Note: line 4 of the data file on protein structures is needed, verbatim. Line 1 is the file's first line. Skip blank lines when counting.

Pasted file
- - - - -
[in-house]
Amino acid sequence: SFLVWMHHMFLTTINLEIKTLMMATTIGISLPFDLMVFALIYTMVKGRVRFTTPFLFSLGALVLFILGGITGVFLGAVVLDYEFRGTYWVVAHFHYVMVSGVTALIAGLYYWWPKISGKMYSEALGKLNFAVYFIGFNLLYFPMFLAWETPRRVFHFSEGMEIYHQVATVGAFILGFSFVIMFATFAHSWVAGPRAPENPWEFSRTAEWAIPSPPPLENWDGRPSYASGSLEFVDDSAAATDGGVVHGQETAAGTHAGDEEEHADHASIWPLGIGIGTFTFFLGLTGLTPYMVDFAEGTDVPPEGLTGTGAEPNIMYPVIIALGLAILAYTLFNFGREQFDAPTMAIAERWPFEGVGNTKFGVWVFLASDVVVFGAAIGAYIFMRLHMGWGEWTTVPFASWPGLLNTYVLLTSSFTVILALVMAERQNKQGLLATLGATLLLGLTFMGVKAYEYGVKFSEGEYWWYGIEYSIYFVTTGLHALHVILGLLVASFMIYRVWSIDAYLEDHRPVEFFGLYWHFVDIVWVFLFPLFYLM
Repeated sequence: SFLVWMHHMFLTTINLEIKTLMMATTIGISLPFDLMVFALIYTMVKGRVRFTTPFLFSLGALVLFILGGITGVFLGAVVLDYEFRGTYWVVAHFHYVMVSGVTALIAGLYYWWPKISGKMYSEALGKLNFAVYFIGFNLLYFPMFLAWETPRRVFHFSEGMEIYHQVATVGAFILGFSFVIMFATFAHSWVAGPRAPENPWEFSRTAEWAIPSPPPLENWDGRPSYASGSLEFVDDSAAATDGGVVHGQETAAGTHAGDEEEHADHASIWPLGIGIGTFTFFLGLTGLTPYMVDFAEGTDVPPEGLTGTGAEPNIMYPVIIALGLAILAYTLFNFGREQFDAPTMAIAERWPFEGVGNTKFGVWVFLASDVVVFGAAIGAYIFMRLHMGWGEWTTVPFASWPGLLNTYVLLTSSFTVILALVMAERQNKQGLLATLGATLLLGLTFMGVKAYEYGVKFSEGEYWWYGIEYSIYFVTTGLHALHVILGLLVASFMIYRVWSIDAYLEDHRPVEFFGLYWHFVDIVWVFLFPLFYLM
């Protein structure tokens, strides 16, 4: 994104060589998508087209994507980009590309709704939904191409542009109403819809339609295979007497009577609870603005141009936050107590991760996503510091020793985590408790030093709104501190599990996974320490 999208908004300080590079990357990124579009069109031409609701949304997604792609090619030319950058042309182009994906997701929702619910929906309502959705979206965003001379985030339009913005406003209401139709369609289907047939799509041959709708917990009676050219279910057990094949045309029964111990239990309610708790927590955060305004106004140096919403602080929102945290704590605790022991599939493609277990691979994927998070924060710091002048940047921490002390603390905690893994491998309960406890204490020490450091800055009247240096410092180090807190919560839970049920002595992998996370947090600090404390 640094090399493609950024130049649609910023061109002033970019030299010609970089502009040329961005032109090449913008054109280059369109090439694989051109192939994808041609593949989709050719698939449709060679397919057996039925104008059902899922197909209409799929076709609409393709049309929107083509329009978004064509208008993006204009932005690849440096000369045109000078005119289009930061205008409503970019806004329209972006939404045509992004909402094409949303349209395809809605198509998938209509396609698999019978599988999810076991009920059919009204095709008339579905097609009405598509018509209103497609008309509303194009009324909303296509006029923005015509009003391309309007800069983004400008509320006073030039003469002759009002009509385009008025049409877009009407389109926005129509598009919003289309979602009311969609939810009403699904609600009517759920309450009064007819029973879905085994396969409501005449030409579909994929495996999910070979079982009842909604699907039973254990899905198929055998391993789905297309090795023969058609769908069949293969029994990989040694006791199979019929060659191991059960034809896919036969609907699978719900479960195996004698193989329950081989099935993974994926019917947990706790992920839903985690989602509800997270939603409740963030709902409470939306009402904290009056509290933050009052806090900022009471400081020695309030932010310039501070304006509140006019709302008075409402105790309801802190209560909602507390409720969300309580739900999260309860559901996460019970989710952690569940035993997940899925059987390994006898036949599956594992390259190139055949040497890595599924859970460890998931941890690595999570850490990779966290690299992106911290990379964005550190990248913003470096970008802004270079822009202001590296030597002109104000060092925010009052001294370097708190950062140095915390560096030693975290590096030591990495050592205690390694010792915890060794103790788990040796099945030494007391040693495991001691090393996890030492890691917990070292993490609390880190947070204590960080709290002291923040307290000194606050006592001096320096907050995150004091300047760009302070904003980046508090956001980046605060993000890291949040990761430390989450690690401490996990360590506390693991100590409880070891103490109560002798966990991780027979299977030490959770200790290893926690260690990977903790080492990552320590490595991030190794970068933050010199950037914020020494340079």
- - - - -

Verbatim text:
């Protein structure tokens, strides 16, 4: 994104060589998508087209994507980009590309709704939904191409542009109403819809339609295979007497009577609870603005141009936050107590991760996503510091020793985590408790030093709104501190599990996974320490 999208908004300080590079990357990124579009069109031409609701949304997604792609090619030319950058042309182009994906997701929702619910929906309502959705979206965003001379985030339009913005406003209401139709369609289907047939799509041959709708917990009676050219279910057990094949045309029964111990239990309610708790927590955060305004106004140096919403602080929102945290704590605790022991599939493609277990691979994927998070924060710091002048940047921490002390603390905690893994491998309960406890204490020490450091800055009247240096410092180090807190919560839970049920002595992998996370947090600090404390 640094090399493609950024130049649609910023061109002033970019030299010609970089502009040329961005032109090449913008054109280059369109090439694989051109192939994808041609593949989709050719698939449709060679397919057996039925104008059902899922197909209409799929076709609409393709049309929107083509329009978004064509208008993006204009932005690849440096000369045109000078005119289009930061205008409503970019806004329209972006939404045509992004909402094409949303349209395809809605198509998938209509396609698999019978599988999810076991009920059919009204095709008339579905097609009405598509018509209103497609008309509303194009009324909303296509006029923005015509009003391309309007800069983004400008509320006073030039003469002759009002009509385009008025049409877009009407389109926005129509598009919003289309979602009311969609939810009403699904609600009517759920309450009064007819029973879905085994396969409501005449030409579909994929495996999910070979079982009842909604699907039973254990899905198929055998391993789905297309090795023969058609769908069949293969029994990989040694006791199979019929060659191991059960034809896919036969609907699978719900479960195996004698193989329950081989099935993974994926019917947990706790992920839903985690989602509800997270939603409740963030709902409470939306009402904290009056509290933050009052806090900022009471400081020695309030932010310039501070304006509140006019709302008075409402105790309801802190209560909602507390409720969300309580739900999260309860559901996460019970989710952690569940035993997940899925059987390994006898036949599956594992390259190139055949040497890595599924859970460890998931941890690595999570850490990779966290690299992106911290990379964005550190990248913003470096970008802004270079822009202001590296030597002109104000060092925010009052001294370097708190950062140095915390560096030693975290590096030591990495050592205690390694010792915890060794103790788990040796099945030494007391040693495991001691090393996890030492890691917990070292993490609390880190947070204590960080709290002291923040307290000194606050006592001096320096907050995150004091300047760009302070904003980046508090956001980046605060993000890291949040990761430390989450690690401490996990360590506390693991100590409880070891103490109560002798966990991780027979299977030490959770200790290893926690260690990977903790080492990552320590490595991030190794970068933050010199950037914020020494340079």